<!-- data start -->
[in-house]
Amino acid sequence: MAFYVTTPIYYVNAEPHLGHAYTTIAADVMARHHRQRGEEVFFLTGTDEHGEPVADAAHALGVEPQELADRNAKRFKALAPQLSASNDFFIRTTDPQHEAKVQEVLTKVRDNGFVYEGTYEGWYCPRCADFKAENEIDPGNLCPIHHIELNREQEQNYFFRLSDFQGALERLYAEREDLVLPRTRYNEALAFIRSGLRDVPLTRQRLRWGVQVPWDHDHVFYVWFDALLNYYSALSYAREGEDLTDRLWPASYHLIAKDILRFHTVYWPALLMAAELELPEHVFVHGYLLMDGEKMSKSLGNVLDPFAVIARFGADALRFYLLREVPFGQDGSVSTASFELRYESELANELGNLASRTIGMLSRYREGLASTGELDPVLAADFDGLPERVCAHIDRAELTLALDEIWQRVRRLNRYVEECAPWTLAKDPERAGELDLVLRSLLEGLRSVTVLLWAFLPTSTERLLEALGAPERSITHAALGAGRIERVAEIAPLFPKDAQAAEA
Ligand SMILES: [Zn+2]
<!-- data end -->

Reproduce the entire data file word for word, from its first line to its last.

[in-house]
Amino acid sequence: MAFYVTTPIYYVNAEPHLGHAYTTIAADVMARHHRQRGEEVFFLTGTDEHGEPVADAAHALGVEPQELADRNAKRFKALAPQLSASNDFFIRTTDPQHEAKVQEVLTKVRDNGFVYEGTYEGWYCPRCADFKAENEIDPGNLCPIHHIELNREQEQNYFFRLSDFQGALERLYAEREDLVLPRTRYNEALAFIRSGLRDVPLTRQRLRWGVQVPWDHDHVFYVWFDALLNYYSALSYAREGEDLTDRLWPASYHLIAKDILRFHTVYWPALLMAAELELPEHVFVHGYLLMDGEKMSKSLGNVLDPFAVIARFGADALRFYLLREVPFGQDGSVSTASFELRYESELANELGNLASRTIGMLSRYREGLASTGELDPVLAADFDGLPERVCAHIDRAELTLALDEIWQRVRRLNRYVEECAPWTLAKDPERAGELDLVLRSLLEGLRSVTVLLWAFLPTSTERLLEALGAPERSITHAALGAGRIERVAEIAPLFPKDAQAAEA
Ligand SMILES: [Zn+2]